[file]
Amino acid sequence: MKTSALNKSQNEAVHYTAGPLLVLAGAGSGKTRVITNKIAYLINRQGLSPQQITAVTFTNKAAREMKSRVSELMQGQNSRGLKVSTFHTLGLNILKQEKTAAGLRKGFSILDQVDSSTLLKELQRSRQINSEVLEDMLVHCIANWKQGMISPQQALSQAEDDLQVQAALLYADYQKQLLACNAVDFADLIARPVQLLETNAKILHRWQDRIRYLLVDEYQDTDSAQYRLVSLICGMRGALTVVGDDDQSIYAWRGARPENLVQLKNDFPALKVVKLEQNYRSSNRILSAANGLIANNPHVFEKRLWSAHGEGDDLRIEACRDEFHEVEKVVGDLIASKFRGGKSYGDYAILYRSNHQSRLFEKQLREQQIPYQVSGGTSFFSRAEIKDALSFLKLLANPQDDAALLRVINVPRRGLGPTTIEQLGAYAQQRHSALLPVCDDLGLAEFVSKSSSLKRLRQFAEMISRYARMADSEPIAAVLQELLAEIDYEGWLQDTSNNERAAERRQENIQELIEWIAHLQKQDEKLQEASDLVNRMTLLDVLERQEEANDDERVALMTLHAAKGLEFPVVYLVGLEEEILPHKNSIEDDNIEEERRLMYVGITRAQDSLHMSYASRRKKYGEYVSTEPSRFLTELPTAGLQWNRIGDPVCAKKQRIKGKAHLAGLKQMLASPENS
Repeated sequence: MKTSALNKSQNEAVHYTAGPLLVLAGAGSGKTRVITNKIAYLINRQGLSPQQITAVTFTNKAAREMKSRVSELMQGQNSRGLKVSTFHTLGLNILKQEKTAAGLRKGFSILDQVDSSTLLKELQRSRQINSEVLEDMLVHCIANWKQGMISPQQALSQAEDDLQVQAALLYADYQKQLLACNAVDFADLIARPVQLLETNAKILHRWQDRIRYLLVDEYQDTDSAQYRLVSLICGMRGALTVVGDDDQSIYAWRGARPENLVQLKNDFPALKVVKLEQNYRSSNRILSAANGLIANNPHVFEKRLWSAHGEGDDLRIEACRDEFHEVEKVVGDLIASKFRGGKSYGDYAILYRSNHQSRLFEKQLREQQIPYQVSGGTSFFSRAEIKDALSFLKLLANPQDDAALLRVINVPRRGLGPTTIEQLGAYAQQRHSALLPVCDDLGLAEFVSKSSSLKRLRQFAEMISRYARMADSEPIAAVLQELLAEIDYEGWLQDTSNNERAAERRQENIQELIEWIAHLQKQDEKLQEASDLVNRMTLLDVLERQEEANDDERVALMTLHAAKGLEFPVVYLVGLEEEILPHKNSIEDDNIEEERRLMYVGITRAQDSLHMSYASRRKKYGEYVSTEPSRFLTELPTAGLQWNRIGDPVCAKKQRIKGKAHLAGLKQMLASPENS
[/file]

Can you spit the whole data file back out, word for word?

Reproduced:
Amino acid sequence: MKTSALNKSQNEAVHYTAGPLLVLAGAGSGKTRVITNKIAYLINRQGLSPQQITAVTFTNKAAREMKSRVSELMQGQNSRGLKVSTFHTLGLNILKQEKTAAGLRKGFSILDQVDSSTLLKELQRSRQINSEVLEDMLVHCIANWKQGMISPQQALSQAEDDLQVQAALLYADYQKQLLACNAVDFADLIARPVQLLETNAKILHRWQDRIRYLLVDEYQDTDSAQYRLVSLICGMRGALTVVGDDDQSIYAWRGARPENLVQLKNDFPALKVVKLEQNYRSSNRILSAANGLIANNPHVFEKRLWSAHGEGDDLRIEACRDEFHEVEKVVGDLIASKFRGGKSYGDYAILYRSNHQSRLFEKQLREQQIPYQVSGGTSFFSRAEIKDALSFLKLLANPQDDAALLRVINVPRRGLGPTTIEQLGAYAQQRHSALLPVCDDLGLAEFVSKSSSLKRLRQFAEMISRYARMADSEPIAAVLQELLAEIDYEGWLQDTSNNERAAERRQENIQELIEWIAHLQKQDEKLQEASDLVNRMTLLDVLERQEEANDDERVALMTLHAAKGLEFPVVYLVGLEEEILPHKNSIEDDNIEEERRLMYVGITRAQDSLHMSYASRRKKYGEYVSTEPSRFLTELPTAGLQWNRIGDPVCAKKQRIKGKAHLAGLKQMLASPENS
Repeated sequence: MKTSALNKSQNEAVHYTAGPLLVLAGAGSGKTRVITNKIAYLINRQGLSPQQITAVTFTNKAAREMKSRVSELMQGQNSRGLKVSTFHTLGLNILKQEKTAAGLRKGFSILDQVDSSTLLKELQRSRQINSEVLEDMLVHCIANWKQGMISPQQALSQAEDDLQVQAALLYADYQKQLLACNAVDFADLIARPVQLLETNAKILHRWQDRIRYLLVDEYQDTDSAQYRLVSLICGMRGALTVVGDDDQSIYAWRGARPENLVQLKNDFPALKVVKLEQNYRSSNRILSAANGLIANNPHVFEKRLWSAHGEGDDLRIEACRDEFHEVEKVVGDLIASKFRGGKSYGDYAILYRSNHQSRLFEKQLREQQIPYQVSGGTSFFSRAEIKDALSFLKLLANPQDDAALLRVINVPRRGLGPTTIEQLGAYAQQRHSALLPVCDDLGLAEFVSKSSSLKRLRQFAEMISRYARMADSEPIAAVLQELLAEIDYEGWLQDTSNNERAAERRQENIQELIEWIAHLQKQDEKLQEASDLVNRMTLLDVLERQEEANDDERVALMTLHAAKGLEFPVVYLVGLEEEILPHKNSIEDDNIEEERRLMYVGITRAQDSLHMSYASRRKKYGEYVSTEPSRFLTELPTAGLQWNRIGDPVCAKKQRIKGKAHLAGLKQMLASPENS